Long-term compositional/microstructural development of Cr3C2-NiCr coatings at 500 °C, 700 °C and 900 °C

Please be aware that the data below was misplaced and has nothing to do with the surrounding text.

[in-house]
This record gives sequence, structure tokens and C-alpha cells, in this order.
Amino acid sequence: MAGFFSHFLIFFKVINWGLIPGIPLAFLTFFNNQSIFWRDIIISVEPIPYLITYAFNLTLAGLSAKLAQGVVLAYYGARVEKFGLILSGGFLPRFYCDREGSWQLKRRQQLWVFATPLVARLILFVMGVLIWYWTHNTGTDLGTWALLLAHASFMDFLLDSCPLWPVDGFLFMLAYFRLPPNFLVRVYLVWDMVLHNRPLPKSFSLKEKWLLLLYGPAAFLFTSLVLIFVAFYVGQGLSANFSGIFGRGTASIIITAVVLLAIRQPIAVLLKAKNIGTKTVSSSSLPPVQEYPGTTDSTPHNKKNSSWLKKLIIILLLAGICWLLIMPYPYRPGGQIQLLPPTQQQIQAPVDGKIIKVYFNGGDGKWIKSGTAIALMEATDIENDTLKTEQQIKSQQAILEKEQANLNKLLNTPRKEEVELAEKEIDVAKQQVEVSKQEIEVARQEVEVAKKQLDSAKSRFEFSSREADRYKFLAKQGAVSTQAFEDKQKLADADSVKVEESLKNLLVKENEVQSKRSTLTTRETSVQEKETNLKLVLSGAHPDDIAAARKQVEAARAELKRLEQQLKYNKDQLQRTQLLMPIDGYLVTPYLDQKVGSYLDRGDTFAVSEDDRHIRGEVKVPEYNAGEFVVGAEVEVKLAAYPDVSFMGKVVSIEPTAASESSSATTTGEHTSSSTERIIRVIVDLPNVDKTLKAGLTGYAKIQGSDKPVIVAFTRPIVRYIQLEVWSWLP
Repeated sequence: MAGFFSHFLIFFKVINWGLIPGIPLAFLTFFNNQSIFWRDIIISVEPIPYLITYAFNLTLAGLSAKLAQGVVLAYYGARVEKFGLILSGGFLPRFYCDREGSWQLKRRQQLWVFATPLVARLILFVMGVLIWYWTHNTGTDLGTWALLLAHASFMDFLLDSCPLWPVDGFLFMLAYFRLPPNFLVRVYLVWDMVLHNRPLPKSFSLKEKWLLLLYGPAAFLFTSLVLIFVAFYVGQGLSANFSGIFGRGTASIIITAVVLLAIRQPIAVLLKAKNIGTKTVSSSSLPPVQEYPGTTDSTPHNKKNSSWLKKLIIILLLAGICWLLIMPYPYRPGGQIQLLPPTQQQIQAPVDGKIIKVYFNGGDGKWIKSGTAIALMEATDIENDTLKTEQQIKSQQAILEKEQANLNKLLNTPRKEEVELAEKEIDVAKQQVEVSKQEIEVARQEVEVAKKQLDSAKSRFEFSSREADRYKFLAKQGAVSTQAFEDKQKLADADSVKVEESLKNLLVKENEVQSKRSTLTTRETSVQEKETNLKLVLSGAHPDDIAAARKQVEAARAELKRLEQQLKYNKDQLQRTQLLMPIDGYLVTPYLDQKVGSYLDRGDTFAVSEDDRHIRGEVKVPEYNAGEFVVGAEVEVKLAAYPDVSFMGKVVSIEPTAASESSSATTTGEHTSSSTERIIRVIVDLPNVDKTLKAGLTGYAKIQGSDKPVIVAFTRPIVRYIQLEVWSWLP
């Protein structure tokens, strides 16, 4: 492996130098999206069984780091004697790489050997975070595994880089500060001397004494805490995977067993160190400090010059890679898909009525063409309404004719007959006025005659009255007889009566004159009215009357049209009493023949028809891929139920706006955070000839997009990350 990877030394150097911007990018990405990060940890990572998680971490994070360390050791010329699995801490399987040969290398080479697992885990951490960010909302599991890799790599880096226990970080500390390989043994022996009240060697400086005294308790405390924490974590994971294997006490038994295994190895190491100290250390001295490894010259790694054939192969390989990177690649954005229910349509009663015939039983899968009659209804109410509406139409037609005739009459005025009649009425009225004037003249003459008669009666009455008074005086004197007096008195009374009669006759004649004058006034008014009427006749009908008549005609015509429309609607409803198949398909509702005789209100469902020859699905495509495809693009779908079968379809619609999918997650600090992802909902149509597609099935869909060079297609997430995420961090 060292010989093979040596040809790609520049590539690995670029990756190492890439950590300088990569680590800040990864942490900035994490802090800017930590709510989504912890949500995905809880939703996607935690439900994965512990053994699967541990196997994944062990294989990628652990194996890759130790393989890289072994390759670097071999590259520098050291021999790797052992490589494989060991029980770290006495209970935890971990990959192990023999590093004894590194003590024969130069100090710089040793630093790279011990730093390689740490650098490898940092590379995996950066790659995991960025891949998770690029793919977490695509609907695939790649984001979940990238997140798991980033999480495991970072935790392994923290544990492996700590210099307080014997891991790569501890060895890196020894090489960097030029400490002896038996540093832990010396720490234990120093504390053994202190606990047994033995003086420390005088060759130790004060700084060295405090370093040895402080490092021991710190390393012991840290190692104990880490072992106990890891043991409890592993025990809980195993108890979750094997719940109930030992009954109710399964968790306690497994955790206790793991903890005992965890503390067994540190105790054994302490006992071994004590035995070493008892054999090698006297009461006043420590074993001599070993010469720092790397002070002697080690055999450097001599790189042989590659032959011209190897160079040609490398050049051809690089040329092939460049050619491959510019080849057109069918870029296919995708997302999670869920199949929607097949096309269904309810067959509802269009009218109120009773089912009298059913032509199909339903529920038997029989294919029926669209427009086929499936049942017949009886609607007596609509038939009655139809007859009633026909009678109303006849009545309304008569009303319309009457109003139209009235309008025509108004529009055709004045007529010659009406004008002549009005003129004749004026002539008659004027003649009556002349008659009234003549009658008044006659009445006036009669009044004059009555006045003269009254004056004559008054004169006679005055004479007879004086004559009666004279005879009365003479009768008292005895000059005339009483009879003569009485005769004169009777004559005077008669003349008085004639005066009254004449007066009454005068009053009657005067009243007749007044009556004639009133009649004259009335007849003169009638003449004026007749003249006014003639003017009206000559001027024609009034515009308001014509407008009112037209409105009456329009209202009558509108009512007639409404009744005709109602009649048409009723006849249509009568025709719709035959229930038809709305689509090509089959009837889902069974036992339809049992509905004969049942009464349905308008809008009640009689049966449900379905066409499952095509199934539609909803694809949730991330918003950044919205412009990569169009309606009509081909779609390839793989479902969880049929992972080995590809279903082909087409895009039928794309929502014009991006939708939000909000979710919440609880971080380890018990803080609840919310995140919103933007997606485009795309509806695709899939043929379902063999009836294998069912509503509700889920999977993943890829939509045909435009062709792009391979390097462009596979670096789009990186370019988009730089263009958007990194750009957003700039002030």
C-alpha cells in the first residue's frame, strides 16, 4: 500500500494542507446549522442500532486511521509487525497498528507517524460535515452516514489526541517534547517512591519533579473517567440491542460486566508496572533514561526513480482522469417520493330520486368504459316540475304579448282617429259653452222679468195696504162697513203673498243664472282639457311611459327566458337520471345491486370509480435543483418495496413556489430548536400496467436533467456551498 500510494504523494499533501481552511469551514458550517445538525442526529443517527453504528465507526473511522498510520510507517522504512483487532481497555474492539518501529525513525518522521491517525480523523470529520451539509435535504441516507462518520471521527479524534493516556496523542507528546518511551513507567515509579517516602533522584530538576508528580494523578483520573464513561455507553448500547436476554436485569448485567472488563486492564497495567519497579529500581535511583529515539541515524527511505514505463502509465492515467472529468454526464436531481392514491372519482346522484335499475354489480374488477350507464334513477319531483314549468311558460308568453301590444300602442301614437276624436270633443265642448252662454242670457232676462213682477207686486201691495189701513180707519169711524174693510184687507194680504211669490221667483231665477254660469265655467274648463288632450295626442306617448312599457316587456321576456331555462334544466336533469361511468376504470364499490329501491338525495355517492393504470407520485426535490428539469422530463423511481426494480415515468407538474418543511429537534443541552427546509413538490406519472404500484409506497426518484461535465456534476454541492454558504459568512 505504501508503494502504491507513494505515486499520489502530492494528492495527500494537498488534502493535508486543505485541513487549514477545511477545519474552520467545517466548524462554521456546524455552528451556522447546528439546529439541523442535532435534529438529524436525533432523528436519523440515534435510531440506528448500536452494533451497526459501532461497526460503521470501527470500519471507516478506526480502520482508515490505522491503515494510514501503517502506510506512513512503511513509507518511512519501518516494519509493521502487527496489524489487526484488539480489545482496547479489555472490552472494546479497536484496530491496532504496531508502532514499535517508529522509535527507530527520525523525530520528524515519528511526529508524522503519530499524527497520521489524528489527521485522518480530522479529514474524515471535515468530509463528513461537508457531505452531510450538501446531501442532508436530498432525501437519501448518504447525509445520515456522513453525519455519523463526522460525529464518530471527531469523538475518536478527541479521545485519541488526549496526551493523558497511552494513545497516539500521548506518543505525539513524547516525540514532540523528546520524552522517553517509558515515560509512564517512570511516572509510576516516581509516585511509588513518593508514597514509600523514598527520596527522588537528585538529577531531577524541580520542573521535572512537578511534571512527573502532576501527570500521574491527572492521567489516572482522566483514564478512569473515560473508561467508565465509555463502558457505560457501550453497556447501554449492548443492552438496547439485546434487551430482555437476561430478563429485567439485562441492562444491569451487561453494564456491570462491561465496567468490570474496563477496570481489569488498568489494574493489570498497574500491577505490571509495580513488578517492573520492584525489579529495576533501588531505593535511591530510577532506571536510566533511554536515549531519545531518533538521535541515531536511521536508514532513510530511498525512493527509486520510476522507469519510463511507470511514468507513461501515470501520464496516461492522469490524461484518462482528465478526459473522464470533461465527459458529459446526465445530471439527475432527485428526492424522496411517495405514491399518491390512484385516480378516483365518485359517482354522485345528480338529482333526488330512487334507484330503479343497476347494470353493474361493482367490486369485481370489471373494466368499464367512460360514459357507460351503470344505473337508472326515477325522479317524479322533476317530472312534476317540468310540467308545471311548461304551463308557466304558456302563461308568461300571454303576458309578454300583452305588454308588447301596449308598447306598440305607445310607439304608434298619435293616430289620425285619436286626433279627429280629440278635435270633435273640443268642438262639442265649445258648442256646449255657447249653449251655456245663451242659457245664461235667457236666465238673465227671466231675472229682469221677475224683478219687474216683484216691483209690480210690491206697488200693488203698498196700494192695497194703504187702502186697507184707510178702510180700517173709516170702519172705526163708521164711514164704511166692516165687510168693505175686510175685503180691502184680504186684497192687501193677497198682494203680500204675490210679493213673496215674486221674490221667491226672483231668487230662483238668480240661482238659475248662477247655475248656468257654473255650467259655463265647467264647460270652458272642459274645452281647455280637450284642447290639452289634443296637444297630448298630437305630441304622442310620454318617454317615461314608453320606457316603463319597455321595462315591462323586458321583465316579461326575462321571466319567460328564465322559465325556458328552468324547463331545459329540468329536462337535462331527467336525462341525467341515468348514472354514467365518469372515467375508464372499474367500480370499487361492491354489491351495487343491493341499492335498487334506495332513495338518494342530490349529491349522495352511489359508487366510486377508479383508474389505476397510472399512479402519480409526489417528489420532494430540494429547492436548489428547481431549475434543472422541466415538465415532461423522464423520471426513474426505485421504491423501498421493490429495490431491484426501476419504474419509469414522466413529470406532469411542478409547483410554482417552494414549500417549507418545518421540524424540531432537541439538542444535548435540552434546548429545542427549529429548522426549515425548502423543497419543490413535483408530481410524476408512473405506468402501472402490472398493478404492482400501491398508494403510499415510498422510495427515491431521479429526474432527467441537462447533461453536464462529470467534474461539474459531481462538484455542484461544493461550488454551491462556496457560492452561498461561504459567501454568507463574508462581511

Cr3C2-NiCr composite thermal spray coatings are widely used to mitigate erosive, abrasive and sliding wear at temperatures between 500-900°C. During deposition a wide variety of compositional changes occur in the coating material due to carbide dissolution, carbide decomposition, carbon loss, oxidation, and the formation of metastable phases upon rapid solidification. With exposure at elevated temperature the metastable as-sprayed structure begins to transform back to an equilibrium composition. The rate of this transformation and the steady state composition achieved is time and temperature dependent. The aim of this work was to extend the current understanding of these compositional and microstructural transformations by determining the effect of heat treatment temperature on the mechanisms and rate of coating development at 500-900°C for up to 30 days. The coating compositional development was characterised by X-ray diffraction. Image analysis was used to study the mechanisms of microstructure development and quantify the rate of carbide grain growth. Rapid transformation of the metastable as-sprayed coating phases to an equilibrium composition of Cr3C2 and a Ni alloy occurred within 1-5 days at 500°C and within 1 day at higher temperatures. The steady state composition matched that of the starting powder. The effect of the compositional and microstructural development on the coating microhardness is discussed.